In line with Venkat's previous "Jailbreaking the Bay Area" theme... recent events appear to be adding some urgency to mix:techcrunch.com/2014/01/24/it-doesnt-have-to-be-this-way/
"...Here is an idea for a Google X moonshot: Bay Area housing.
It sounds ridiculous. But frankly, it’s a waste for Google to spend its time media coaching employees at a hearing for $1 fees on bus stops, when it could be joining forces with Facebook, Apple, Twitter and other large tech companies to push for regionwide housing solutions.
...Then in San Francisco, even though there is overwhelming demand for housing, there are literally hundreds of neighborhood associations that have blocked construction for years. The homeowners and tenants’ rights organizations are tightly organized, but there is no one powerful speaking on behalf of prospective buyers or renters at city hall or planning commission meetings.
Take 1050 Valencia, which is supposed to turn an old KFC building in San Francisco’s Mission District into an apartment building. Its two sole affordable housing units were lopped off last month because the neighborhood association was concerned that the building’s proposed five-story height would affect the “character” of the street. Keep in mind that it’s taken 1050 Valencia six years to even get this far.
This is really, really important. When hyperlocal politics and NIMBYism are able to blockade regional development, it actually destroys most of the positive spillovers we would otherwise see from tech job creation into the broader economy. That’s because real wage gains are being held down by the high housing costs for everyone.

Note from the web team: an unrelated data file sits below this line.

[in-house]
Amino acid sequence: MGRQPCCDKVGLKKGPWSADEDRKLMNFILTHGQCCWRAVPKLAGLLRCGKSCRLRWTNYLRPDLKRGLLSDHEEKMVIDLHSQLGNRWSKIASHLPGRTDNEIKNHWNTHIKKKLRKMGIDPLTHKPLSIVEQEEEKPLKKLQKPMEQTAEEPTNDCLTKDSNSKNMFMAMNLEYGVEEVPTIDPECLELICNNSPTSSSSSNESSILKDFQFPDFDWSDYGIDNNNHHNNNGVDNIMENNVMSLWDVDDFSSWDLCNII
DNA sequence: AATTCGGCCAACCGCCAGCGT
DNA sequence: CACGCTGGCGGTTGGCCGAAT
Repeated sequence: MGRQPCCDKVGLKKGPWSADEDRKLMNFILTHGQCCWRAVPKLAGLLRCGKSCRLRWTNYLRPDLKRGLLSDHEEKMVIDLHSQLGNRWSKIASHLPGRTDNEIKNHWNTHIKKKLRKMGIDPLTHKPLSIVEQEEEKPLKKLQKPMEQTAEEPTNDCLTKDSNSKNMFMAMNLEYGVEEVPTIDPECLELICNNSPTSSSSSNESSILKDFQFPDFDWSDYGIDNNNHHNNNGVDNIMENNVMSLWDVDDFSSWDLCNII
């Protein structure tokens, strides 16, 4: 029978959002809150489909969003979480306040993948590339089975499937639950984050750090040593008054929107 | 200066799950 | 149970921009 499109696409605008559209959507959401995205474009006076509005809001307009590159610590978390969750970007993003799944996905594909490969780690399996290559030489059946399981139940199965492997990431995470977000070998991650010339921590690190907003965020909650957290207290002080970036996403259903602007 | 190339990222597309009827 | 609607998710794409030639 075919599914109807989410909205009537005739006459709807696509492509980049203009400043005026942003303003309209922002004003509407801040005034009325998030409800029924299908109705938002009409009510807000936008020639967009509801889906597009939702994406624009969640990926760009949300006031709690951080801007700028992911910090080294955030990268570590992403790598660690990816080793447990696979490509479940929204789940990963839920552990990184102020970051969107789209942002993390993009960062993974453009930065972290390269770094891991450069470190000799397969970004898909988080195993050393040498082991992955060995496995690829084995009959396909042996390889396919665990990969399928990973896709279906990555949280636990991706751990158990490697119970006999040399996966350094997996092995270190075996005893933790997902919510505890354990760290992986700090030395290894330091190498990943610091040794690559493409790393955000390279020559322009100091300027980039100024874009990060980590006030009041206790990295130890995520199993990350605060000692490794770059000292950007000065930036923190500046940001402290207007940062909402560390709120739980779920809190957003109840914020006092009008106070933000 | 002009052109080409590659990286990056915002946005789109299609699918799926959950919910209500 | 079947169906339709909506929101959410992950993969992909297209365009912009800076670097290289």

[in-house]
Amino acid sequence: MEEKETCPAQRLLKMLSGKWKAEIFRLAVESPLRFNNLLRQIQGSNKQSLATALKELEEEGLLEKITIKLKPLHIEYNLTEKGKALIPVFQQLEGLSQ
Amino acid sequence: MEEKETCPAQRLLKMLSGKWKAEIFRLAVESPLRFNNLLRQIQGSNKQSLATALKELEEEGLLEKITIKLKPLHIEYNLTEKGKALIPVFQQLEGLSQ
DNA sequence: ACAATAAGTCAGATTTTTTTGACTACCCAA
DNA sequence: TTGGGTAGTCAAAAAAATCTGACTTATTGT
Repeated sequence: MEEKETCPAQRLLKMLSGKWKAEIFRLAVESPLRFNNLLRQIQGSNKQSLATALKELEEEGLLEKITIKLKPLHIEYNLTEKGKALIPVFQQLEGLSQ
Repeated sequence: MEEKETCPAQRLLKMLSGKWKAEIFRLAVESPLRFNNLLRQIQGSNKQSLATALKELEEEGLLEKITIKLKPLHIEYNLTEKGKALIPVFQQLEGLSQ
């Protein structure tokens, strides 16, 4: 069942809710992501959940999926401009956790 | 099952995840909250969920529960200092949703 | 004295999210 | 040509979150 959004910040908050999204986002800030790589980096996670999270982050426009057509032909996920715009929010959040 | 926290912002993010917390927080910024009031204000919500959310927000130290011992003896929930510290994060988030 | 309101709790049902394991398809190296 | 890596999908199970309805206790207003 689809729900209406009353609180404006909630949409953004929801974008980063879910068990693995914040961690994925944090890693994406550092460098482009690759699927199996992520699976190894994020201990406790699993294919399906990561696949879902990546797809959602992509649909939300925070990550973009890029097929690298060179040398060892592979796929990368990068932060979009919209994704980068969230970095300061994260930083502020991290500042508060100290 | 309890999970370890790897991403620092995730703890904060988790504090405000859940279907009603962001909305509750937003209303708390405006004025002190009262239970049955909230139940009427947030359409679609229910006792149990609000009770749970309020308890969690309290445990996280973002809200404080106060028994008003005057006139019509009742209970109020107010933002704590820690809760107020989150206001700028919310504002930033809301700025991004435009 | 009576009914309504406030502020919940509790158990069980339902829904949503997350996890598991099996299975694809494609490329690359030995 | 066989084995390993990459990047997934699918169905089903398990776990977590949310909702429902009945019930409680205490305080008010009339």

So controversial as it is to say, Google needs to start thinking about the entire Bay Area as a company town. They are one of the few entities here that has the capital and political clout to influence development across the entire region.
Remember that BART started out as a pipe dream after World War II in 1946 through many informal meetings between business leaders and mayors from around the Bay.
We need this kind of leadership again. Surely, if Apple, Facebook and Google can drop a few billion dollars and commission architects like Norman Foster and Frank Gehry to thoughtfully design their future headquarters, they can think intelligently about how to house all of the employees who will commute to work there. This may mean becoming more organized about confronting NIMBYists who are inadvertently denying others affordable housing in favor of preserving their own property values."
And of course then there's the ongoing California drought/water situation: science.time.com/2014/01/23/hundred-years-of-dry-how-californias-drought-could-get-much-much-worse/
(must-read on pre-1700's patterns etc.)